|• Governor||Ashot Ghahramanyan|
|• Total||1,242 km2 (480 sq mi)|
|• Density||210/km2 (550/sq mi)|
|• Summer (DST)||UTC+05 (UTC)|
|ISO 3166 code||AM.AV|
Armavir (Armenian: Արմավիր) is a province (marz) of Armenia with the capital in Armavir. It is in the west of the country, located in the Ararat valley, between Mount Ararat and Mount Aragats, and shares a 45-mile border with Turkey to the south and west. The province is the location of the Holy City of Echmiadzin which serves as the center of the Armenian Apostolic Church and the seat of the Catholicos of Armenia and of All Armenians. Also located in this region is the historic city of Sardarapat, site of the 1918 Battle of Sardarapat, a decisive event seen as not only stopping the Turkish advance into the rest of Armenia but also preventing the complete destruction of the Armenian nation. The Metsamor Nuclear Power Plant is located near the town of Metsamor in Amravir Province.
Armavir has an area of 1242 km2 (4.2% of total area of Armenia) making it the smallest province of the country in terms of total area. It is bordered by Turkey from the west and the south with a length of 130.5 km bordrerline, where Arax River separates Armenia from Turkey.
The province is mainly consisted of agricultural lands. Metsamor (or Sevjur) is the only river which starts from the province of Armavir.
Armavir borders the following marzer:
To the northeast, between its boundaries with Aragatsotn and Ararat, Armavir also borders Yerevan.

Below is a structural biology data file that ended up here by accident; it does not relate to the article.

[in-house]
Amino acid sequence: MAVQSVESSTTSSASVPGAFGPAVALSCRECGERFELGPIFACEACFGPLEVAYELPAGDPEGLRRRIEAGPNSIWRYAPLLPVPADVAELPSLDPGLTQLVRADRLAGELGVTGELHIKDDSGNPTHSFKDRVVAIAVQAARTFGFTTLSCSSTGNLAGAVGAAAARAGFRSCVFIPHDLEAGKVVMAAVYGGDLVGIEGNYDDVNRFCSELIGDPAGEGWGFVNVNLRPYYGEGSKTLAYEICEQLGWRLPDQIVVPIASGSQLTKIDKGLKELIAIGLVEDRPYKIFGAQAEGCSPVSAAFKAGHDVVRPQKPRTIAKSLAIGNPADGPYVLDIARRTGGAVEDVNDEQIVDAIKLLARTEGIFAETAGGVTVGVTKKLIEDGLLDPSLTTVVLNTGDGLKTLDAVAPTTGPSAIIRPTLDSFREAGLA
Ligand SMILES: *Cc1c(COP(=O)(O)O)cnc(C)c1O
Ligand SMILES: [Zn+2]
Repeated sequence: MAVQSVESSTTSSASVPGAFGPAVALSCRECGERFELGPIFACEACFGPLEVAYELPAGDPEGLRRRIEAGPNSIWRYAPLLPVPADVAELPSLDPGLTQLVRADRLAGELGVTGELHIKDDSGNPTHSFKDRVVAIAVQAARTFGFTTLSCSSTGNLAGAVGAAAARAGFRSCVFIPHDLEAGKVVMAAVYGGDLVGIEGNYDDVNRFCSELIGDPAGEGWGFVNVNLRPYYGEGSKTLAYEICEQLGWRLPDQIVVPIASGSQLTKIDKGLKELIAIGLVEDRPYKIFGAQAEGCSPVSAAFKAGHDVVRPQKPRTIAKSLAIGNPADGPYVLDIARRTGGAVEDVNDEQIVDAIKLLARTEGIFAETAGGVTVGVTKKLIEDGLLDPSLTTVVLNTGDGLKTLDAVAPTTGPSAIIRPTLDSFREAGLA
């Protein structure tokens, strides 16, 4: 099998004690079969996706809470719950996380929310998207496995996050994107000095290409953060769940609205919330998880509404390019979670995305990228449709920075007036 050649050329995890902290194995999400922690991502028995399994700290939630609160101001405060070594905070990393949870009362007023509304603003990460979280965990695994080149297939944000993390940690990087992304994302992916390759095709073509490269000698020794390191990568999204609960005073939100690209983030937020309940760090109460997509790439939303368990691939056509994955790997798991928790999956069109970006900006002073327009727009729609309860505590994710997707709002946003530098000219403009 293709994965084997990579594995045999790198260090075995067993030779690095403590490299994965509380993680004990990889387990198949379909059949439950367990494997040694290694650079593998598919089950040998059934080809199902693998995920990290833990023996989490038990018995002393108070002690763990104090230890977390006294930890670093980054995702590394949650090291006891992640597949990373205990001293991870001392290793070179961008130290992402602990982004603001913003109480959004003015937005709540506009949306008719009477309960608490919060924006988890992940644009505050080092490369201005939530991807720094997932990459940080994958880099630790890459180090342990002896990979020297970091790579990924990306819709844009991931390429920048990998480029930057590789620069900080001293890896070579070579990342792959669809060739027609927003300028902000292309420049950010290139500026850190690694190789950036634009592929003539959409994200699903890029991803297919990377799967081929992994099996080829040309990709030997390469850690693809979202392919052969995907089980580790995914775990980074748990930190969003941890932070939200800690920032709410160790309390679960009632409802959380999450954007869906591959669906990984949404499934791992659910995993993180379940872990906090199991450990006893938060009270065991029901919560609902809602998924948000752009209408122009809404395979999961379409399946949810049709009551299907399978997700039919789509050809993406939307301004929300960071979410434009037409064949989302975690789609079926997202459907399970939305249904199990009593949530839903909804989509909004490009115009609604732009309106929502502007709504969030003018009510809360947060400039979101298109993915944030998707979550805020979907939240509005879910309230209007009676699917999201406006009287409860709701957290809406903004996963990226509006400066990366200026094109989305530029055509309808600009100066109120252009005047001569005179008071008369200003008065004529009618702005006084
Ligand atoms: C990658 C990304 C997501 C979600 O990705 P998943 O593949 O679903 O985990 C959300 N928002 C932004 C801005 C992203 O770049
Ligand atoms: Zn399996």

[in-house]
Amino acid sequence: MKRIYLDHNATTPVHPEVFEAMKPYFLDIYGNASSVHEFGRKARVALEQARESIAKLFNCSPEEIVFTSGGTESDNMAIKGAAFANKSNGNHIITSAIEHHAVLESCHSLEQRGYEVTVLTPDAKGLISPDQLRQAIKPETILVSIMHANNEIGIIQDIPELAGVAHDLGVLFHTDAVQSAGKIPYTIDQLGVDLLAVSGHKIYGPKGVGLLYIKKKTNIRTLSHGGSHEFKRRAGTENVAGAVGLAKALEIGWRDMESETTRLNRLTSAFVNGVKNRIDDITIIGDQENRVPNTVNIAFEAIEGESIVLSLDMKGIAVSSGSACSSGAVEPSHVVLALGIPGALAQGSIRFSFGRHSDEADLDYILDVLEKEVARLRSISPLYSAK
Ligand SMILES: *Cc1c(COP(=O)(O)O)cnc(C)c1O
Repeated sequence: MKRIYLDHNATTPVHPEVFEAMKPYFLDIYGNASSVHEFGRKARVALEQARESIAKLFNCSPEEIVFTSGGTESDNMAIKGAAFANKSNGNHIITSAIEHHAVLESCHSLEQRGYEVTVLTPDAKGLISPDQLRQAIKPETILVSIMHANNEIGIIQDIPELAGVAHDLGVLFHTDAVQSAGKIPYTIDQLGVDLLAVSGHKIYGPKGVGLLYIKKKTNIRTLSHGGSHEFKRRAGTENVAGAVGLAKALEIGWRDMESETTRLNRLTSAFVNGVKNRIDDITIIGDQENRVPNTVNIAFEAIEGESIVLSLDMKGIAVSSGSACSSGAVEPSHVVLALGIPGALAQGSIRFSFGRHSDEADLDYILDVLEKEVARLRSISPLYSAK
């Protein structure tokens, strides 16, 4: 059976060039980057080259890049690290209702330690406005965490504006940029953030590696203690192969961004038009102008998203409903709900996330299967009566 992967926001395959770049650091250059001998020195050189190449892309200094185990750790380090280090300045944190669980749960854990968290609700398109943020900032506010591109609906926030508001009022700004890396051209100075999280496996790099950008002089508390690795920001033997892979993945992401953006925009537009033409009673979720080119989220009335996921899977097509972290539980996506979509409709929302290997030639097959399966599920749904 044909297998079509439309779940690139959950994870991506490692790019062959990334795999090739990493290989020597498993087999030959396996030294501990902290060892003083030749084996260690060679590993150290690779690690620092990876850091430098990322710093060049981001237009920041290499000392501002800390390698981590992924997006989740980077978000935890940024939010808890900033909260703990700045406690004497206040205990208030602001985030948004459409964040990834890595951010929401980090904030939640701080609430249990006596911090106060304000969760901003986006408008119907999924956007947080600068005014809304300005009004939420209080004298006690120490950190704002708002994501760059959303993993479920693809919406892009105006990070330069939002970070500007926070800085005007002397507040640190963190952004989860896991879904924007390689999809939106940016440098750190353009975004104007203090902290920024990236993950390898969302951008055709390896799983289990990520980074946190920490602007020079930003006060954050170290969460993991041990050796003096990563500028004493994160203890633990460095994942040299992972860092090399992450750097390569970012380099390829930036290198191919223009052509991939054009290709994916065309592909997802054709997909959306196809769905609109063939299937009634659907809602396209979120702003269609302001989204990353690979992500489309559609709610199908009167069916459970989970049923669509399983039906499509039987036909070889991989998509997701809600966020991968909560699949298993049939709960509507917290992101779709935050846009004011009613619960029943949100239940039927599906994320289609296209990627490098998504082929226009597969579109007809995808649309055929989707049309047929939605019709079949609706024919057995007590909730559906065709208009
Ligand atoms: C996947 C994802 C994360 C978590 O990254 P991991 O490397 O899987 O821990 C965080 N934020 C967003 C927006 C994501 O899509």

Armavir Province was formed after the new law of 4 September 1995, regarding the Administrative-territorial division of the Republic of Armenia.
As of the beginning of 2009, the population of the urban communities was 101,700; forming 35.8% of he province's total population, while the rural communities had a population of 182,800; forming 64.2% of the province's population.
The province consists of the following 97 communities (hamaynkner), of which 3 are considered urban and 94 are considered rural.
Towns or urban communities
|Image||City (town)||Province||Founded||Land area (km2)||Population (2009)|
|Armavir||Armavir||8th century BC||6||33,600|
Villages or rural communities
- Report of the results of the 2001 Armenian Census, National Statistical Service of the Republic of Armenia
- Balakian, Peter. The Burning Tigris: The Armenian Genocide and America's Response. New York: HarperCollins, 2003, p. 321 ISBN 0-06-055870-9
- http://www.armavir.am/armavir.html armavir.am
- "RA Armavir Marz". Marzes of the Republic of Armenia in Figures, 2002–2006. National Statistical Service of the Republic of Armenia. 2007.